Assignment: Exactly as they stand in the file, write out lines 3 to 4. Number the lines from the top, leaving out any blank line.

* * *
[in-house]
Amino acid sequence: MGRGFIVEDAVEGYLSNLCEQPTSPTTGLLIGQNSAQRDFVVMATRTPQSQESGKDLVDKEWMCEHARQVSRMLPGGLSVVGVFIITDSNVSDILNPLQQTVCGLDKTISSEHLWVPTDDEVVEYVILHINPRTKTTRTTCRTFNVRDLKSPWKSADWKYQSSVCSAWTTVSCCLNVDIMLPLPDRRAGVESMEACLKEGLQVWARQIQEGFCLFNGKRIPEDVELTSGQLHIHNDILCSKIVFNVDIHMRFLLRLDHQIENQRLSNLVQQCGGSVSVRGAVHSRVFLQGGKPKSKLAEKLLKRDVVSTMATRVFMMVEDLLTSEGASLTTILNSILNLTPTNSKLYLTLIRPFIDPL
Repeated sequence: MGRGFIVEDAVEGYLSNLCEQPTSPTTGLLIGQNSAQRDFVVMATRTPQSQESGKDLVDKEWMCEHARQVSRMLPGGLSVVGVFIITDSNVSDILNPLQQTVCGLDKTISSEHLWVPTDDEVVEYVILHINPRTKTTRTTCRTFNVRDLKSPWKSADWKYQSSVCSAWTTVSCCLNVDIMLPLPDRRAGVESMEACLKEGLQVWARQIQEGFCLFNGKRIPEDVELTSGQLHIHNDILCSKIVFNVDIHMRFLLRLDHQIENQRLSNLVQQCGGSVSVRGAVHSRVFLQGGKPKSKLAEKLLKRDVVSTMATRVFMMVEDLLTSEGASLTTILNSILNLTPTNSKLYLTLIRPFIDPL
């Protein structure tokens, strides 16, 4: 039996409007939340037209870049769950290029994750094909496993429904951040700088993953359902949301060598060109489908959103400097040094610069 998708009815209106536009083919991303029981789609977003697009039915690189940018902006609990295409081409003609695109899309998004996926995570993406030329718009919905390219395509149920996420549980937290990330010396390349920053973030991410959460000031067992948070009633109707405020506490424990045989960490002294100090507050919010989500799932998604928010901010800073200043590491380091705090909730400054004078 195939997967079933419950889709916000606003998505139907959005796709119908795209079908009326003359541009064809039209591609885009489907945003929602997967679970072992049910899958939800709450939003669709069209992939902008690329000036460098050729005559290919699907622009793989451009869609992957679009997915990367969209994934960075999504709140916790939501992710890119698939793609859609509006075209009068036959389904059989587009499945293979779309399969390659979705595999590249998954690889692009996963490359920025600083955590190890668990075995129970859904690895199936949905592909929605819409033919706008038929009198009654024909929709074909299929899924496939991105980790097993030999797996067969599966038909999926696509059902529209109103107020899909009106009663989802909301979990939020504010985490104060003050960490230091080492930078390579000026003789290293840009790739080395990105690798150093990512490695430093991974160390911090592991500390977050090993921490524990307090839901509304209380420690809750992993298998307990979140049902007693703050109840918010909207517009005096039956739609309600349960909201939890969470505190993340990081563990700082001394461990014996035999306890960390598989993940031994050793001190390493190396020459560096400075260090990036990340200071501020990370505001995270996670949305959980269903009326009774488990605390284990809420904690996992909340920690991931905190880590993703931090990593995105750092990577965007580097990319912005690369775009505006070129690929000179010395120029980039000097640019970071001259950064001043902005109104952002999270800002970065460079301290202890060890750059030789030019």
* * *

Repeated sequence: MGRGFIVEDAVEGYLSNLCEQPTSPTTGLLIGQNSAQRDFVVMATRTPQSQESGKDLVDKEWMCEHARQVSRMLPGGLSVVGVFIITDSNVSDILNPLQQTVCGLDKTISSEHLWVPTDDEVVEYVILHINPRTKTTRTTCRTFNVRDLKSPWKSADWKYQSSVCSAWTTVSCCLNVDIMLPLPDRRAGVESMEACLKEGLQVWARQIQEGFCLFNGKRIPEDVELTSGQLHIHNDILCSKIVFNVDIHMRFLLRLDHQIENQRLSNLVQQCGGSVSVRGAVHSRVFLQGGKPKSKLAEKLLKRDVVSTMATRVFMMVEDLLTSEGASLTTILNSILNLTPTNSKLYLTLIRPFIDPL
């Protein structure tokens, strides 16, 4: 039996409007939340037209870049769950290029994750094909496993429904951040700088993953359902949301060598060109489908959103400097040094610069 998708009815209106536009083919991303029981789609977003697009039915690189940018902006609990295409081409003609695109899309998004996926995570993406030329718009919905390219395509149920996420549980937290990330010396390349920053973030991410959460000031067992948070009633109707405020506490424990045989960490002294100090507050919010989500799932998604928010901010800073200043590491380091705090909730400054004078 195939997967079933419950889709916000606003998505139907959005796709119908795209079908009326003359541009064809039209591609885009489907945003929602997967679970072992049910899958939800709450939003669709069209992939902008690329000036460098050729005559290919699907622009793989451009869609992957679009997915990367969209994934960075999504709140916790939501992710890119698939793609859609509006075209009068036959389904059989587009499945293979779309399969390659979705595999590249998954690889692009996963490359920025600083955590190890668990075995129970859904690895199936949905592909929605819409033919706008038929009198009654024909929709074909299929899924496939991105980790097993030999797996067969599966038909999926696509059902529209109103107020899909009106009663989802909301979990939020504010985490104060003050960490230091080492930078390579000026003789290293840009790739080395990105690798150093990512490695430093991974160390911090592991500390977050090993921490524990307090839901509304209380420690809750992993298998307990979140049902007693703050109840918010909207517009005096039956739609309600349960909201939890969470505190993340990081563990700082001394461990014996035999306890960390598989993940031994050793001190390493190396020459560096400075260090990036990340200071501020990370505001995270996670949305959980269903009326009774488990605390284990809420904690996992909340920690991931905190880590993703931090990593995105750092990577965007580097990319912005690369775009505006070129690929000179010395120029980039000097640019970071001259950064001043902005109104952002999270800002970065460079301290202890060890750059030789030019």